Vietnam`s millennials tend to be more health- and beauty-conscious than earlier generations, and willing to pay a premium for quality.
The cosmetic market in Vietnam has quickly developed thanks to the fast growth of millennial shoppers who are more aware of health and beauty services.
The Southeast Asian country’s growing ranks of millennials or Generation Y/Gen Y and rising incomes have apparently convinced a number of foreign cosmetic retailers to dive into.
Vietnam’s beauty products market has grown at an annual rate of 30% over the past few years, with foreign brands making up more than 90% of sales, according to the Vietnam Essential Oils, Aromatherapy and Cosmetics Association.
Vietnamese consumers spent $6 billion on imported cosmetics and beauty products in 2018, a threefold increase over 2016, making the competition for millennial shoppers heated up.
Vietnam’s middle class is forecast to reach 33 million people by 2020. About 30% of the population consists of millennials, who tend to be more health- and beauty-conscious than earlier generations, and willing to pay a premium for quality.
In addition, rising incomes, fueled by the country’s robust economic growth, are driving the expansion.
Foreign players come following the government’s open retail market
Vietnam fully opened its retail markets to foreign companies in 2009, three years after joining the World Trade Organization (WTO).
Since then, Vietnam’s cosmetic market has witnessed the operations of many players including some big names, such as Singapore-invested Guardian and local player MEDiCARE.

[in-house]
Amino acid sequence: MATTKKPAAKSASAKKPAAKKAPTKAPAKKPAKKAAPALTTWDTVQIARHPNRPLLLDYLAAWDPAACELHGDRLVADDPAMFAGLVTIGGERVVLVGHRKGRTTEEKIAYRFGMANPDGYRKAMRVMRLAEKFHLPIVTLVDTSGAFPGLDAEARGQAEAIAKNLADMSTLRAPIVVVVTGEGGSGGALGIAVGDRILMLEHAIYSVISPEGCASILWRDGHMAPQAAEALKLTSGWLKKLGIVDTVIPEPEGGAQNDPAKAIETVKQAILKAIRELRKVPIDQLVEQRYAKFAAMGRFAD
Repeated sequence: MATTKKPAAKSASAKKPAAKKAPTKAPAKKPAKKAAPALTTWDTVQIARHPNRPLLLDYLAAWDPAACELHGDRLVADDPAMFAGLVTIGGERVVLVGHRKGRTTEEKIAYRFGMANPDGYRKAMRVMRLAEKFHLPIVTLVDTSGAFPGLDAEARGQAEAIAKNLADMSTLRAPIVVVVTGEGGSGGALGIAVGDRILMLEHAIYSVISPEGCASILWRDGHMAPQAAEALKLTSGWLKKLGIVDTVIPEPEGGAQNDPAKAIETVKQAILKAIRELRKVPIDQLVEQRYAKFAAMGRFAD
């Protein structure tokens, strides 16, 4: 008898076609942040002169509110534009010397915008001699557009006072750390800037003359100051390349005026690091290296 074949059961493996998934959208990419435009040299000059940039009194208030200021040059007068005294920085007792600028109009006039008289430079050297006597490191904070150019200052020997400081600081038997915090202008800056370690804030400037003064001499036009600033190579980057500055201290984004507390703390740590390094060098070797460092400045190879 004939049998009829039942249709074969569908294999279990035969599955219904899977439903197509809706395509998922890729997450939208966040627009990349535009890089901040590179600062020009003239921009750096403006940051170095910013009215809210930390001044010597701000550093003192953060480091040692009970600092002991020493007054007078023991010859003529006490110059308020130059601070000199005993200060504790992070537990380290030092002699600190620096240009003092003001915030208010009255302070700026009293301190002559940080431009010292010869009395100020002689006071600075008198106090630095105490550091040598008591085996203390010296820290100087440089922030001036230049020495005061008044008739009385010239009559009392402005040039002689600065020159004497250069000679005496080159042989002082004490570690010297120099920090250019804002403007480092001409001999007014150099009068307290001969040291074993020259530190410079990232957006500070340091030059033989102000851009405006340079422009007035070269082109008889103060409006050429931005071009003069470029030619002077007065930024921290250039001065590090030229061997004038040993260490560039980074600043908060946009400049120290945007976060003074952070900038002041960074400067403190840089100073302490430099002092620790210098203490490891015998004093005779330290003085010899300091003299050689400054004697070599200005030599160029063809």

Vietnam’s first homegrown health and beauty chain, MEDiCARE, was founded in 2001 while Guardian, owned by Dairy Farm International, which entered the market in 2011.
MEDiCARE operates more than 80 shops across the country compared to 70 Guardian stores in four cities. The Faceshop chain, which specializes in South Korean products, also has an online shop and more than 60 stores across Vietnam.
In big cities, many smaller cosmetics chains or individual stores sell imported products from South Korea, Japan, France and the U.S.
There is also a bustling online trade in health and beauty products on e-commerce platforms, such as Lazada, Sendo and Tiki, as well as Facebook, the biggest social network in Vietnam.
The prospective has drawn the participation of many foreign brands into Vietnam’s crowded beauty market and Hong Kong-based Watsons is the latest example.
Watsons – one of Asia’s biggest health and beauty retailers – has entered Vietnam’s fast-growing cosmetics market, where a young and growing middle class is fueling demand for imported products.
Watsons opened its first outlet in 68-storey Bitexco financial tower in Ho Chi Minh City on January 17 and announced a chain of 50 more shops in the next few years. With this plan, Watsons would be the third largest retailer behind Guardian and MEDiCARE.
Rod Routley, regional managing director for Asia at A.S. Watson Group, said that they are excited to enter Vietnam and will build long-term relationship local customers. The company will offer both offline and online services to reach young, tech-savvy Vietnamese customers.
Watsons is operated by A.S. Watson Group, part of multinational conglomerate CK Hutchison Holdings, which runs businesses ranging from infrastructure and energy to retail and is active in more than 50 countries.